Some positions within the civil service are assigned ranks or administrative levels. Unlike in the United States, where a presidential candidate can be a U.S. senator, a state governor, a business leader—or even an actor—political advancement in the Chinese system tends to follow a prescribed pattern. Officials start off with local positions, then advance to the provinces, and then step onto the national stage before they can rise to the Politburo Standing Committee. Most serve in a deputy role at both the provincial and national levels, but some, like the President Xi Jinping and Premier Li Keqiang, rise quickly enough to skip those deputy roles.
In order to plot a politician’s rise, we needed to map each of their roles to its correct administrative level, and then collapse all of their simultaneous roles beneath the most important position. Since the reporting team was still in the process of researching and entering positions in the database, it was time for another iteration to make sure we were showing career growth accurately. In this one, we showed both a full career history on the right, and a timeline of corresponding administrative levels on the left:
Once we had the fundamentals worked out, we set aside our internal tools and started work on what would become the final application. We determined that the full list of roles and the steps in a career told necessary—but fundamentally different—stories, so we handled them in two different ways. In the Career Comparison view, the ability to compare multiple careers far outweighs the need to see the specifics of a political post. Initial testing showed this career comparison to be an important window into understanding the subject at hand, and as a result, it became one of just five top-level sections in the final application.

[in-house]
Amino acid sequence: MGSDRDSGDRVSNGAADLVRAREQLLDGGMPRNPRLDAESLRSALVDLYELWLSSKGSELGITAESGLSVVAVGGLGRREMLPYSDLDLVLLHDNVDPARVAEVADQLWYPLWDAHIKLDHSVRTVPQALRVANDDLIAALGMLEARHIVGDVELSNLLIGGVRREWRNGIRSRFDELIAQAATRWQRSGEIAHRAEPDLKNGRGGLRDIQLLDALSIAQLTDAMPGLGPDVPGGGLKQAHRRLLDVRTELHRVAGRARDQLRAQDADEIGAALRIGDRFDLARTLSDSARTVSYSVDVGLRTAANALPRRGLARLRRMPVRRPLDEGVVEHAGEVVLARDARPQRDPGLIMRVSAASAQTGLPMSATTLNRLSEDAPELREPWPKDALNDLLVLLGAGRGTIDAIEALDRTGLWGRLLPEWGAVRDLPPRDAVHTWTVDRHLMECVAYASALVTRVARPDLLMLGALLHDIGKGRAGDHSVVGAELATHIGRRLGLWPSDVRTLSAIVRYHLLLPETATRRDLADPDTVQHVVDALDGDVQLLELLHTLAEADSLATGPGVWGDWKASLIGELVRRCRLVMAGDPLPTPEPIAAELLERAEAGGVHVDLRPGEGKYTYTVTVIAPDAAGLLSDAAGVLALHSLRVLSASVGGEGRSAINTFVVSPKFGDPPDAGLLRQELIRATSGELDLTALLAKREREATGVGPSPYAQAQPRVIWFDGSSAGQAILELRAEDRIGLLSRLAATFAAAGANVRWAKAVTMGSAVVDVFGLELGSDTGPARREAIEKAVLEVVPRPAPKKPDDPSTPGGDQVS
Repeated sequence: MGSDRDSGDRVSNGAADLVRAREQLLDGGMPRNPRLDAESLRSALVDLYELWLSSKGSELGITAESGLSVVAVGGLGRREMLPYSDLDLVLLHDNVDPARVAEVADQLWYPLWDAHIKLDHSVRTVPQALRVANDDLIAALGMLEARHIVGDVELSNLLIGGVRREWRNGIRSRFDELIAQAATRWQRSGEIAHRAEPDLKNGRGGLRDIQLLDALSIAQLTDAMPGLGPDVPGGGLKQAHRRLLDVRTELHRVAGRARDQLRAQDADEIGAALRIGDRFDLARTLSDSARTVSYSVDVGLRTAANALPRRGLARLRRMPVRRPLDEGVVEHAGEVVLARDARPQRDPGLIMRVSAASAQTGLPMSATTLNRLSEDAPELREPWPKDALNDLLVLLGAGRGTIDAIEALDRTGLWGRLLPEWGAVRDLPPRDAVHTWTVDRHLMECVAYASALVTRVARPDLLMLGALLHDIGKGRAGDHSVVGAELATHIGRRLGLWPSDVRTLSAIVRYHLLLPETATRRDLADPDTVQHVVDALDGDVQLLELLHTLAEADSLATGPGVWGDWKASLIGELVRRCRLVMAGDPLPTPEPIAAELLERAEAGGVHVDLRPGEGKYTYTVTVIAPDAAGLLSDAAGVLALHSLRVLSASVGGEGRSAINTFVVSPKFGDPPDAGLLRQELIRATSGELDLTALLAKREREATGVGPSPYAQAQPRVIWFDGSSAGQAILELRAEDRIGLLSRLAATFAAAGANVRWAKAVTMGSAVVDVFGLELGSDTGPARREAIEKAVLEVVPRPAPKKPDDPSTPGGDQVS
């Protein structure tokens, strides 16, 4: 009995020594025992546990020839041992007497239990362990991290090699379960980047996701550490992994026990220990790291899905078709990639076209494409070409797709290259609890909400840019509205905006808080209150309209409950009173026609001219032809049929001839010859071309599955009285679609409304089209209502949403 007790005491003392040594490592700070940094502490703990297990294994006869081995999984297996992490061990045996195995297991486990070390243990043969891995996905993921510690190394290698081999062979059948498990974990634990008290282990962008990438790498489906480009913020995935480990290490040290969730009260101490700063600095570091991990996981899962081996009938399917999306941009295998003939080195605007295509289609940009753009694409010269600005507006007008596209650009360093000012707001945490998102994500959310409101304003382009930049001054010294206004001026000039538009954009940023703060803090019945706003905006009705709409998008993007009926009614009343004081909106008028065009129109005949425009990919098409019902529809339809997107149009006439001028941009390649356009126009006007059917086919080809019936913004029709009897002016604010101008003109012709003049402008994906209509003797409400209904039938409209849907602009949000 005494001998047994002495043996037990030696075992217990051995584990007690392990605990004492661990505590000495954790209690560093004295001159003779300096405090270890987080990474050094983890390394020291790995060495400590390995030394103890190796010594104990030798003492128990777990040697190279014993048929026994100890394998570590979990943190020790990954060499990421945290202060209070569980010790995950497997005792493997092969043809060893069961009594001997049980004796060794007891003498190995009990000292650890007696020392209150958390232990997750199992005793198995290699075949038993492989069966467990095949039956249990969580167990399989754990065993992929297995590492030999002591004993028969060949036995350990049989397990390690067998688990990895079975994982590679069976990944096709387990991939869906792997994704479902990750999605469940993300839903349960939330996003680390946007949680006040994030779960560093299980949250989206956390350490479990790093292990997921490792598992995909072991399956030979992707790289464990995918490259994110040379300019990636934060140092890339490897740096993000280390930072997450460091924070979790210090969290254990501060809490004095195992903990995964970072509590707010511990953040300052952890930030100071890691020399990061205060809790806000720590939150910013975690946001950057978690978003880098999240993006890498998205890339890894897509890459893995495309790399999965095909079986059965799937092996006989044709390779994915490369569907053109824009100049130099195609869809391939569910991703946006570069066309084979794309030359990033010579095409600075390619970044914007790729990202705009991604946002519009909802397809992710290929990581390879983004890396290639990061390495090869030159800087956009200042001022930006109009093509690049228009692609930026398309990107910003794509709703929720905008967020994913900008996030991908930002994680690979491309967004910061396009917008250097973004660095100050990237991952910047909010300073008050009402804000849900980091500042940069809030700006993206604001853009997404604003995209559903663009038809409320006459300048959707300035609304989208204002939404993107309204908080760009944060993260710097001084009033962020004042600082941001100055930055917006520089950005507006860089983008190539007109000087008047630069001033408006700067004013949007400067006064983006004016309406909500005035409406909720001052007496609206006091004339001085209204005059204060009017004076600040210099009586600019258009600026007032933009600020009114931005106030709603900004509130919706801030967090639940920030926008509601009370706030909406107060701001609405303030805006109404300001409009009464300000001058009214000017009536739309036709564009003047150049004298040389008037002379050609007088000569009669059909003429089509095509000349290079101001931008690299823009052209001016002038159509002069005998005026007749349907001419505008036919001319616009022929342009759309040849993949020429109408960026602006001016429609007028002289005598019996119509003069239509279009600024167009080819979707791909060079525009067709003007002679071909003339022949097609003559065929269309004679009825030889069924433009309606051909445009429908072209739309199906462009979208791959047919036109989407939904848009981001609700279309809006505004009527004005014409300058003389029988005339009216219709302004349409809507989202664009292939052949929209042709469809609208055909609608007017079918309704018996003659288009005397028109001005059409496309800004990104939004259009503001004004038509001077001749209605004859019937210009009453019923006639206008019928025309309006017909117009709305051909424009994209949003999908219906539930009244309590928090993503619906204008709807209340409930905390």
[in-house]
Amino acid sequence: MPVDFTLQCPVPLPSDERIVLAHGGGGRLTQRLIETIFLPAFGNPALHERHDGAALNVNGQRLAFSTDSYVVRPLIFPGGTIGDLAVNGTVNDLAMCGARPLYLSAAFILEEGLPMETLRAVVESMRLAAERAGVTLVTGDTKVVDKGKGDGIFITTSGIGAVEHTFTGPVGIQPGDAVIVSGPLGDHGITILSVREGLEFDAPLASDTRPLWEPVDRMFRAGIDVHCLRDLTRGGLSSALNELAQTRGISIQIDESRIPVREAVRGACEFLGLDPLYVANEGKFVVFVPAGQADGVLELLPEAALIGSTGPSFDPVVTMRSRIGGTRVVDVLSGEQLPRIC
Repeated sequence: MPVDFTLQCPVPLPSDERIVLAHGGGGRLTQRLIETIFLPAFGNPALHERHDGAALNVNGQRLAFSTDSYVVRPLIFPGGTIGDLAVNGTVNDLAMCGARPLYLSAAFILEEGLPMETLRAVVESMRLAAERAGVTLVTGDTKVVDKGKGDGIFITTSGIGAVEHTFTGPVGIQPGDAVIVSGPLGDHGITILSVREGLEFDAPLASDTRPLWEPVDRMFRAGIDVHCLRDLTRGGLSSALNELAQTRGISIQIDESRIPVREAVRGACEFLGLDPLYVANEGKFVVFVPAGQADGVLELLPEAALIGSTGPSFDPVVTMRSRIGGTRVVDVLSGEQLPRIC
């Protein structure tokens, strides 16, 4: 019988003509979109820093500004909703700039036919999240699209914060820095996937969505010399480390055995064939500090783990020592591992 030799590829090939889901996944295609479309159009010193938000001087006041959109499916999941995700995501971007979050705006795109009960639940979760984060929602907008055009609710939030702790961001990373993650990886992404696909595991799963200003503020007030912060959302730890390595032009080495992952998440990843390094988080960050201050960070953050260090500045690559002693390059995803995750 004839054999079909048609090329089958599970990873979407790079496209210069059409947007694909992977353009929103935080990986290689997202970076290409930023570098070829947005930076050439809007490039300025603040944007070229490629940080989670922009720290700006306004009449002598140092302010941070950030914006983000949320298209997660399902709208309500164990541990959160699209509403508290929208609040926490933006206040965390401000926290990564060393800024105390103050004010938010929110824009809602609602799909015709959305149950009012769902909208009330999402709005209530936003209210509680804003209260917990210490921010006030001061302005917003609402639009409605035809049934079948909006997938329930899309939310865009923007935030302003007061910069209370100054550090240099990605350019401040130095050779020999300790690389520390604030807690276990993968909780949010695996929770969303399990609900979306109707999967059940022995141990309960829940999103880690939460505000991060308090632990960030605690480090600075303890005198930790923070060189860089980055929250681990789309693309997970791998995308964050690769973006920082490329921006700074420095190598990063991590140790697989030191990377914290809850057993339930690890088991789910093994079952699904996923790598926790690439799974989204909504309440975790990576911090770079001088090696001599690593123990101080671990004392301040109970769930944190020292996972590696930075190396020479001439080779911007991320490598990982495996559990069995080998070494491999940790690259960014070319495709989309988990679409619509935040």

On the other hand, the full career history is used to round out an individual’s profile, where it’s more appropriate to show the additional detail of their career.
By toggling the different checkboxes at the bottom, you can highlight an individual’s positions within the Party, government, military, and roles from other categories. Swiping (on a tablet) or dragging the mouse (on a desktop computer) across each position will show details such as rank and the official name of the post. The wider bars indicate currently held positions—emphasizing the tendency for top officials to hold many positions at the same time.
These simultaneous offices are one mechanism by which the Party, the government, and the military act in concert. In the Institutional Power view, we provide a map of the these pillars of power, and in step two of the introductory guide we highlight the positions held by the members of the Politburo Standing Committee. As you tap or move your mouse over each member, all of their current positions are highlighted in red. Below, you can see the positions currently held by Xi Jinping, head of the Communist Party and incoming president. You can see he is at the very top of the party and the military, and currently serving as vice president within the government.
The ongoing efforts of the Reuters journalists continued to uncover more details about political posts and connections during our development process. And by using that data to inform the tools we built as part of the process, we were able to weave useful information about political careers throughout the application.